3) Three global leaders who will set next decade's course? First, Bill Gates, who, through his vision for the role of information technology in both developed and emerging markets, will be instrumental in shaping the future of the global information economy. Second, Chinese President Hu Jintao, the leader of a country that is fast-emerging as a formidable economic power. Third, the researchers working in the field of quantum computing, such as William Phillips and Immanuel Bloch. The ability to control quantum matter for computing applications will have enormous implications for our technological future.
4) Your most cherished value? A sense of fairness and tolerance in understanding and appreciating people's views and beliefs is a value I cherish deeply. In addition, I believe that this is essential to ensure the well-being of both individuals and communities across the world.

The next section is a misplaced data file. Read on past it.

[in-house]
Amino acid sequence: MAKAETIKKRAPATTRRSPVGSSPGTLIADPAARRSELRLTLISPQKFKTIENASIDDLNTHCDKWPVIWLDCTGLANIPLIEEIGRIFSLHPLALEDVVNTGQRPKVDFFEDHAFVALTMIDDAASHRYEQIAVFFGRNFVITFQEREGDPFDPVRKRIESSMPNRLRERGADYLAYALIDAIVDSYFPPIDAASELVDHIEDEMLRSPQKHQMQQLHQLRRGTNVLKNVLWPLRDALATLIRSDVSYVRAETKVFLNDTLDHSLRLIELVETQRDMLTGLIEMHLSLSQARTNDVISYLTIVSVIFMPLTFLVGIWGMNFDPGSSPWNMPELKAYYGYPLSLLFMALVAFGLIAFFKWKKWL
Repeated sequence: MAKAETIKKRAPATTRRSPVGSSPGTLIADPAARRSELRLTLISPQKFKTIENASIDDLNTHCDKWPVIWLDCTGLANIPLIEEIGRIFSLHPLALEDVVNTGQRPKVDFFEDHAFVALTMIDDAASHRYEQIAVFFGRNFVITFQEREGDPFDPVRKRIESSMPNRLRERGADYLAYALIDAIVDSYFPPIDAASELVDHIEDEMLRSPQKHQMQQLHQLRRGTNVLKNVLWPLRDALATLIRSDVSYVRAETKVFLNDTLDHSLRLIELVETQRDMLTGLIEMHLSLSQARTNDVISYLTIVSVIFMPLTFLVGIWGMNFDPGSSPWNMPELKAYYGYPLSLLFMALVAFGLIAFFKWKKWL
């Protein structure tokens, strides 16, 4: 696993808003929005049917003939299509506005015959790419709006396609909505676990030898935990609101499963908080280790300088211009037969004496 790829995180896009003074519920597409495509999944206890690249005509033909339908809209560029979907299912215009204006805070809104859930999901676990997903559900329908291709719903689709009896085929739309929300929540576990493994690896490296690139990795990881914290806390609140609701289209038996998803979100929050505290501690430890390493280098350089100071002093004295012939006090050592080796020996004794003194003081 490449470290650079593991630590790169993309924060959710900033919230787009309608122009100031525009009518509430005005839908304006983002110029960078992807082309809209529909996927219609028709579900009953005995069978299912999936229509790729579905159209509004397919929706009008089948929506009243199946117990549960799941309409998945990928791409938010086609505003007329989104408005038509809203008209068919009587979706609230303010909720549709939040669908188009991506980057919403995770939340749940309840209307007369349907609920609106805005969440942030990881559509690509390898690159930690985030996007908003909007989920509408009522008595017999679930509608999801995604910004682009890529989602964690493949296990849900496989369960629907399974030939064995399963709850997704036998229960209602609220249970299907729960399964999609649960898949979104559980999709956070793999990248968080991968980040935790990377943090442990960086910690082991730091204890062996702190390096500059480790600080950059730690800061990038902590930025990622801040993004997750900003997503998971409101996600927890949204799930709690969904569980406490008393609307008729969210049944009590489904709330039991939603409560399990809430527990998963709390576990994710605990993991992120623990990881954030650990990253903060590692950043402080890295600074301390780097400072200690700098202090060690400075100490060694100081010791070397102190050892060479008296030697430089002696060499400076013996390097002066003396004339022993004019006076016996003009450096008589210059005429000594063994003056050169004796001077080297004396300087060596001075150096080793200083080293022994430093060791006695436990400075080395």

Robert L. Nardelli, Chairman, President, and CEO The Home Depot, Inc.
1) Most pressing problem to solve? Why? It's difficult not to immediately think of nuclear proliferation and, of course, the potential for enormous devastation. However, given the Brainstorm power in this room, and the opportunity to impact a problem that is more imminent and tangible to all of us, I would say that one problem falls under the category "social unrest and complacency." There is a deep polarization that's taking place in our world - whether it be along party lines or among religions or special interest groups - that is threatening our global competitiveness.
As a backdrop, let me say that businesses have always had to be concerned with a broad range of constituents, including customers; associates; shareholders; federal, state, and local legislators; and now, at an ever-increasing rate, a number of special interest groups, who aren't really governed but merely self-appointed. These special interest groups cover a multitude of areas, from the environment and immigration to compensation and sustainability. And, frankly, there are those that use the legal system for their own personal financial advancement, as opposed to truly representing individuals who may have been harmed. As a result, a parochial viewpoint of divisiveness has grown especially aggressive in America, where the tone of the country is leaning more toward protectionism vs. innovation and excellence.